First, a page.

The animal villagers are on timers of their own, too. They prop up tents in sections of the campsite you can visit, and will give you three requests you can fulfill, requiring fruit, shells, fish or insects. Gather everything they want, and they’ll reward you with some crafting materials for furniture and some cash – no matter what they offer you, you’ll always get more cash in return than you would’ve for selling them, in addition to materials. Just like fruit on the trees, animals swap locations and refresh their requests every three hours.
However, these timers actually seem to work to the game’s advantage. Honestly, in long periods of play, Animal Crossing Pocket Camp becomes tedious. Fulfilling requests is the main part of the gameplay, outside of fishing and catching insects, and once you’ve spent 20 minutes making sure everyone’s happy, there’s not much to do. This is the cue to switch off. Turn the game off, put it down, and pick it up either later on or the next day, and suddenly, a new variety of characters and tasks is available, and just like that, my interest in the game is renewed, too.
But that doesn’t stop it from being a tap-fest. Tap an insect, tap when the game tells you, you’ve caught it. Just like that. Tap in front of a fish swimming in the water, tap again when the game tells you, you’ve caught it. The minor strategies involved in hunting down these creatures in the main game are gone, replaced with what feels like a simplified but also far less rewarding method of hunting down the wee creatures.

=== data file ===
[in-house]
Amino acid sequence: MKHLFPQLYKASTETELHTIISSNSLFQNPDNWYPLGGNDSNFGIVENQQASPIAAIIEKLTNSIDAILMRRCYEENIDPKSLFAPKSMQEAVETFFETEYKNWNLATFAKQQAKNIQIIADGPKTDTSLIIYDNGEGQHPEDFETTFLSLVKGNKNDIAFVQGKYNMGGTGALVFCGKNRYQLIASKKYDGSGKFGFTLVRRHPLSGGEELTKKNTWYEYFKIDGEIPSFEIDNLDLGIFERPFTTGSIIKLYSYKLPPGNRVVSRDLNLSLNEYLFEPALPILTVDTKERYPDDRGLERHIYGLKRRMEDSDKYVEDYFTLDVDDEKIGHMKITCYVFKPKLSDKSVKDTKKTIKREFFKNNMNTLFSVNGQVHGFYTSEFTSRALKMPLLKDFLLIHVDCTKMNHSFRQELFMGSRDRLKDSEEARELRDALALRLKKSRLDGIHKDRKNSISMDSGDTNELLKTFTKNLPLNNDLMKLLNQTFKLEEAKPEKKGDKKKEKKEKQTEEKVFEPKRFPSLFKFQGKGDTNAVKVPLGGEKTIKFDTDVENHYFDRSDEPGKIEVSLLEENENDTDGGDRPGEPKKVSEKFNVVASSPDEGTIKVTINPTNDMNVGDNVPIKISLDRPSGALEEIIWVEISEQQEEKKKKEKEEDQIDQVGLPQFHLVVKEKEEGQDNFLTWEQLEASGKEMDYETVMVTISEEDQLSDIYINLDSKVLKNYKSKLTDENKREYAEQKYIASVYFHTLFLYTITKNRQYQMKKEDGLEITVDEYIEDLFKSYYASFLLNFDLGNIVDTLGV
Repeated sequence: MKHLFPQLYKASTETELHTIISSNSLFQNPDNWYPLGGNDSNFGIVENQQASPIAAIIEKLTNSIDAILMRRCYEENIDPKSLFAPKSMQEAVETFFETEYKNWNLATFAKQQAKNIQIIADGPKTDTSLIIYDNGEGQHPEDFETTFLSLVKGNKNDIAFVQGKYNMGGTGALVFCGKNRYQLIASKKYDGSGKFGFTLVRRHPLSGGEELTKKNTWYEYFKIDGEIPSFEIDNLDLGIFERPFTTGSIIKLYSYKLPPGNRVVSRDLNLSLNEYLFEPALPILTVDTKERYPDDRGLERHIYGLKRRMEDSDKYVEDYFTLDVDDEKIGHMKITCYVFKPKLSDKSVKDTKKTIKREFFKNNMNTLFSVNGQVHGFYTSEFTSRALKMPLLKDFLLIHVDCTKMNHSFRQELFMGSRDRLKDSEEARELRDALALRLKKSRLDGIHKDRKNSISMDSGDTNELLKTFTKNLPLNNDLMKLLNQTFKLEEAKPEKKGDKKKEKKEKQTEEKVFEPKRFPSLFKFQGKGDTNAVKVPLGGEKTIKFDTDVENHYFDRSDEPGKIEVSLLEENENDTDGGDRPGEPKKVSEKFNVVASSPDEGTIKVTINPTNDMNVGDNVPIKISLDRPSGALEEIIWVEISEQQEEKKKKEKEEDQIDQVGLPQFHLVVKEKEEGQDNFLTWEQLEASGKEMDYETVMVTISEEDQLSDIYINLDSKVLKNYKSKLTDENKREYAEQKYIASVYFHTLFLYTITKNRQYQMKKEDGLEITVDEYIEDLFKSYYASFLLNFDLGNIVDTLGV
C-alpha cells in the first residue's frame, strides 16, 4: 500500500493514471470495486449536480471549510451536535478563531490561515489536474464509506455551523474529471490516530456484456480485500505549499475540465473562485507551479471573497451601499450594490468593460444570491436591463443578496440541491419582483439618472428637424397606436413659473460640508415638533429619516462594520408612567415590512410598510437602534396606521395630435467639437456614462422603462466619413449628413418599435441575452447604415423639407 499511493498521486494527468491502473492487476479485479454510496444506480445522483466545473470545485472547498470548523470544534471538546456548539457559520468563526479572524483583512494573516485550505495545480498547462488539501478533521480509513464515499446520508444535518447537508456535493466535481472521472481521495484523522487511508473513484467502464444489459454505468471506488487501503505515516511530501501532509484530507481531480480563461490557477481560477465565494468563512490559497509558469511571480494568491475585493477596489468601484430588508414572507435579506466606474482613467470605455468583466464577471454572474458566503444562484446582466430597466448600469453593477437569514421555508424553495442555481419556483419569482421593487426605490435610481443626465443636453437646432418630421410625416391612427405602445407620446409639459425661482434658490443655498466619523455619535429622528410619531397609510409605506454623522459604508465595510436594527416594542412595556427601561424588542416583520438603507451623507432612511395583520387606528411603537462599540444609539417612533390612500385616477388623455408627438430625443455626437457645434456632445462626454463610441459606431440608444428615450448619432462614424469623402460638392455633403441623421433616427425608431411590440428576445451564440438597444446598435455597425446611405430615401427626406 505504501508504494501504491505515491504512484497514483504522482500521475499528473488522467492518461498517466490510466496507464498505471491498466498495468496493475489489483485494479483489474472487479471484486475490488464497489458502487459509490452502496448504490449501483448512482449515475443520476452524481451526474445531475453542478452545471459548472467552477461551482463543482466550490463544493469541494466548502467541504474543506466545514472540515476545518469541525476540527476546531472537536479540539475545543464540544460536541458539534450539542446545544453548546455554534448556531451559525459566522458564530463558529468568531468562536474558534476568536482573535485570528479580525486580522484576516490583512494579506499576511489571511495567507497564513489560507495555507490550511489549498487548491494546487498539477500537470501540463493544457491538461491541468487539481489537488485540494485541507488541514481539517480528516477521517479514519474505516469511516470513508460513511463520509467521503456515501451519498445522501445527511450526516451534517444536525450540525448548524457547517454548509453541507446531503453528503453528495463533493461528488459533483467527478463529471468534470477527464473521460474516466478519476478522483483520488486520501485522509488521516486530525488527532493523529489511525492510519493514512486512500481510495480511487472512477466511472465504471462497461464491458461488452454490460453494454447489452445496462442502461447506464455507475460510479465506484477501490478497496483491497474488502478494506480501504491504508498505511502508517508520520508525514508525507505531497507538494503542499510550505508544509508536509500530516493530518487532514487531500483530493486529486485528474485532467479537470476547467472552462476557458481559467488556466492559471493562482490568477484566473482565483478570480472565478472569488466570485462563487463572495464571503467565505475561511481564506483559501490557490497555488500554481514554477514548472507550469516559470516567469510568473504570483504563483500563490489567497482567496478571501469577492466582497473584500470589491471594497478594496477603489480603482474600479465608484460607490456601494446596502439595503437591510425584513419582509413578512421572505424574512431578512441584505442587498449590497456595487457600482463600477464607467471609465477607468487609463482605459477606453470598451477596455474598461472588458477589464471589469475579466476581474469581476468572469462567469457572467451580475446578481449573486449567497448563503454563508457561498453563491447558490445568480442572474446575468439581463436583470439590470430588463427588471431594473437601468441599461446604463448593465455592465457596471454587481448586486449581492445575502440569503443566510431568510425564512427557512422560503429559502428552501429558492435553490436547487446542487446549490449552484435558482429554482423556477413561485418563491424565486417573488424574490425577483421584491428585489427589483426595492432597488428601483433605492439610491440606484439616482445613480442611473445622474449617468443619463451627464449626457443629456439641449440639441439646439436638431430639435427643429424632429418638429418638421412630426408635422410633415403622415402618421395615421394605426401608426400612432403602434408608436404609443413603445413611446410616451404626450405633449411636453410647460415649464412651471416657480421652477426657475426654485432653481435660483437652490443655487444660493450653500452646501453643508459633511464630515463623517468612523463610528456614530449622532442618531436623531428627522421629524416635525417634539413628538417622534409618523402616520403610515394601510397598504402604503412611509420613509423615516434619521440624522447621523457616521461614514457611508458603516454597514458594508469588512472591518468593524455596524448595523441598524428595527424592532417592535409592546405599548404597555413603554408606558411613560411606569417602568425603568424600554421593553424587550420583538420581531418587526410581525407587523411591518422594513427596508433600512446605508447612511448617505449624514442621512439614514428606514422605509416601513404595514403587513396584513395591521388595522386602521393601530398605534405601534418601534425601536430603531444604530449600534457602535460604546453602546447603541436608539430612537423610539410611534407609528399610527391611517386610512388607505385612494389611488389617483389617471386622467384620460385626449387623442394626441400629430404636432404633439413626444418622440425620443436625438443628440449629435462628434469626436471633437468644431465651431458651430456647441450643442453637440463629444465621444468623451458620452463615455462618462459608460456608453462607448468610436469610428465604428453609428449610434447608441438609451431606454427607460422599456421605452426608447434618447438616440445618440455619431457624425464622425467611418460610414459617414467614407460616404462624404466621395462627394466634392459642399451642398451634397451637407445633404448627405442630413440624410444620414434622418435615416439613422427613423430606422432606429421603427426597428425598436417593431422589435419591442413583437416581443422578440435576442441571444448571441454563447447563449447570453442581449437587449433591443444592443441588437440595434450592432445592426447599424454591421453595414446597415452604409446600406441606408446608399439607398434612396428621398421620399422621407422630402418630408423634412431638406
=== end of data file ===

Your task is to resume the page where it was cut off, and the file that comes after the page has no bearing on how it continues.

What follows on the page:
All of this busy work is to ultimately improve your campsite, where you’ll decorate it, just like your house in the main series games, and invite animals to come live with you. It all makes Isabelle happy, and she’s cute so it’s worth it. To invite animals, you’ll need to have Cyrus craft specific pieces of furniture and amenities, so you can level up your own level, and your friendship level with the animals. At first, this is a quick and painless process, and you can easily find yourself at level 10 after a day or two of playing. After you’ve made friends with most of the cast though, you’ll be happy to see some new faces. Levelling up becomes a tiresome process.